Urban Legends Haunt YSU
October 31, 2006
By: Russell Howell
When we were kids, Halloween meant free candy. Each year, sticky children dressed as scary or cute as possible stop at every house with the porch lights on to get loaded on sugar. Halloween for college students may be a little bit different. Grave hunting, ghost stories, scary movies and urban legends help satisfy our curious taste buds. On today’s spooky holiday, Youngstown State University students sneak a creepy peek at some “urban legends” around campus.
When asked what their scariest moments are:
Angela DiLeo – “Someone robbed my house while I was there. He didn’t think anyone was in the house. He walked in my room, prepared to take something. He had a gun but ran off.”
Matt Chester – “My brother and I were driving back from West Virginia at about 2:30 in the morning and he fell asleep at the wheel, doing 80 mph, and hit a bridge. I was in the passenger side asleep and I woke up after the car crashed, scared.”
Brent Styer – “At John Carroll in my dorm, my roommate and I were sleeping. Previously strange things had happened such as the bed shaking, lights going on and off and the doors shutting by themselves. I was [laying] down on my stomach and was awoken by someone [patting] my legs. I got up and looked and no one was there. My roommate was on the other side of the room dead asleep.”
Kreepy Kilcawley House whistles with rumors
Youngstown State University has it’s own urban legend, right on the sixth floor of Kilcawley House. Students have passed the story of a janitor who fell and broke his neck on the stairwell.
According to ohioexploration.com, people have reported mysterious occurrences in the YSU dormitory. Three years ago, Brandi Veigh was a sixth floor resident of Kilcawley House.
“At 3 a.m. I got up to go to the restroom and heard scratching. I heard the wind whistling but all the windows were closed,” Veigh said.
Wick House flames with urban legends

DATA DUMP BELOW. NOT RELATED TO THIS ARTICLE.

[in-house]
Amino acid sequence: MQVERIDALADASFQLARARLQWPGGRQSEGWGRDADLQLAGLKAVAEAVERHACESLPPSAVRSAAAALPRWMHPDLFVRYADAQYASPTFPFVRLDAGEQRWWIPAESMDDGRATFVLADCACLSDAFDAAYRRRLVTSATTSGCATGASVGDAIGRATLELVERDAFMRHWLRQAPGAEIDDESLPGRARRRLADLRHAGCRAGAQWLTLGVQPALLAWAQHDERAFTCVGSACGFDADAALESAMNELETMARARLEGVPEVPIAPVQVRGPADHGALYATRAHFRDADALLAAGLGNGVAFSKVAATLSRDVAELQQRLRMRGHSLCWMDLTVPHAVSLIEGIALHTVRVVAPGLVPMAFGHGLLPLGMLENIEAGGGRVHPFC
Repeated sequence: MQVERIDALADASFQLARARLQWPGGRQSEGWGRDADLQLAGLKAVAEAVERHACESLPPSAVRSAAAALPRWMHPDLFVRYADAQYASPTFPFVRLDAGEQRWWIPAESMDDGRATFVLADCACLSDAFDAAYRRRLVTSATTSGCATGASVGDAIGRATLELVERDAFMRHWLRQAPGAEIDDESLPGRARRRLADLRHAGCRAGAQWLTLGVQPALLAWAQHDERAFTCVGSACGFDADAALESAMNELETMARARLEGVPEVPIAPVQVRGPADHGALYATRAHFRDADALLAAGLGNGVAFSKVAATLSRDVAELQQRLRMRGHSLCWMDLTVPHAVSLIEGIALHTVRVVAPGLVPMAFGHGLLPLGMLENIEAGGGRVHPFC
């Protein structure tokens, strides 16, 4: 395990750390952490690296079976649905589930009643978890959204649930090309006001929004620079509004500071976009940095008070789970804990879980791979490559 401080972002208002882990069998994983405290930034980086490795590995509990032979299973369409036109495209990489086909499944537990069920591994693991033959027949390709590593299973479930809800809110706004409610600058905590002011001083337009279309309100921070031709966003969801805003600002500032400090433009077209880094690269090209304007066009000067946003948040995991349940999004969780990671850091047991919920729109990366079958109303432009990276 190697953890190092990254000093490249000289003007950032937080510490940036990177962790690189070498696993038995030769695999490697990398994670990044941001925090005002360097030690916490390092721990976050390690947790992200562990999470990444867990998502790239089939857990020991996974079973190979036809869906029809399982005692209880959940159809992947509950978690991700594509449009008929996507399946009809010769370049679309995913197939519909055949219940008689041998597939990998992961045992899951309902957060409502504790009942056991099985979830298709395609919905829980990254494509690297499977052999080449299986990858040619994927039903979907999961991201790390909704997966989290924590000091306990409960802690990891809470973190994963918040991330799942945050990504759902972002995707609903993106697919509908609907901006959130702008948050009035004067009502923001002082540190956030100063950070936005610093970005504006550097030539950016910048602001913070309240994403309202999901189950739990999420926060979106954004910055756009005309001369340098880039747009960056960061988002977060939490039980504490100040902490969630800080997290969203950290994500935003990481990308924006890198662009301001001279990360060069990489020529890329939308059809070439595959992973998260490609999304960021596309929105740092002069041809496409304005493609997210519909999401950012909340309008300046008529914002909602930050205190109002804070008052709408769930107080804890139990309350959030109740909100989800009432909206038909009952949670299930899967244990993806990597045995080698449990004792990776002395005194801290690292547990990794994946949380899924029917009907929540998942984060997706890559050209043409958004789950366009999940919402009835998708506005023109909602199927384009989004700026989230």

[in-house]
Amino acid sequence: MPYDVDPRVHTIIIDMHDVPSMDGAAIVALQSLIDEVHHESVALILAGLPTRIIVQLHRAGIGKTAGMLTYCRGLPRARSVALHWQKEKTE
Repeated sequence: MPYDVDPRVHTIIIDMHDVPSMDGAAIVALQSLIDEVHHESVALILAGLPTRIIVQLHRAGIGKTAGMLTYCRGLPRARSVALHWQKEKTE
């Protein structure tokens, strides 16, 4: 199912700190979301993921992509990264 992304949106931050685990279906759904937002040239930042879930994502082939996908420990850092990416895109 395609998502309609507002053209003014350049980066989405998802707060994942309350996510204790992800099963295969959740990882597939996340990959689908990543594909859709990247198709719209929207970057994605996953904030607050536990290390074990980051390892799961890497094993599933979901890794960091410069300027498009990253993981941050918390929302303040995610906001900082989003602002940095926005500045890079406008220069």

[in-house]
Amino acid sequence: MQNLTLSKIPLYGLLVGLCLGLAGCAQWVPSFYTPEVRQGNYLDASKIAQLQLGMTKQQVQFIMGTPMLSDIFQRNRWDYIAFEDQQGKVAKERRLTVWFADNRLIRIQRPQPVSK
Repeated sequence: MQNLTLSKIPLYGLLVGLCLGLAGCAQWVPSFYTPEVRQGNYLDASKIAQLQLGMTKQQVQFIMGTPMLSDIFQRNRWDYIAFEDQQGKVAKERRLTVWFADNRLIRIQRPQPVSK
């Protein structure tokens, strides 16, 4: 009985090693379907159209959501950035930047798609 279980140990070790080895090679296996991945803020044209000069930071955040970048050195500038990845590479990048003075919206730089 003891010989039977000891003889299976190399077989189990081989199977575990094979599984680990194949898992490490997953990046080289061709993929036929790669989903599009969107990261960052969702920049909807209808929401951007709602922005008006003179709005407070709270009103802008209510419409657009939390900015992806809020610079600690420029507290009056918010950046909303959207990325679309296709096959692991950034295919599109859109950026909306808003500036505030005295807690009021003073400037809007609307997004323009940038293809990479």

“I but into the urban legend,” said Pat Shively, Center for Student Progress associate director.
The Wick House, or as it was once known as The Wick Mansion, was built in 1906 for Youngstown industrialist Col. George Dennick Wick and his wife Mollie.
It sits on the intersection of Wick Avenue and the eastbound U.S. 422 service road.
According to the urban legend, Mollie and her husband were aboard the Titanic. Mollie was rescued, but her husband wasn’t as fortunate. Years later, Mollie died on the second floor of the Wick House. She wanders “looking for her husband,” Shively said.
Rumors of a haunting by Mollie’s ghost first began when YSU purchased the building as a student housing facility in the 1980s, according to the Vindicator.
Jain Savage, coordinator for Disability Services, said she doesn’t really notice anything strange happening.
“She likes us,” she said, playfully joking.
Shively went into her basement shortly after her mother passed away and felt the same feeling when she was upstairs in the Wick House.
“I got a feeling like I was walking into a wind tunnel,” Shively said.
The third floor is unoccupied now. There are some strange occurrences like things falling, according to Shively.
“It’s a very peaceful place,” she added.
Copyright © 2006, The Jambar
Thank you to Russell Howell for mentioning the OES website in his article about YSU urban legends.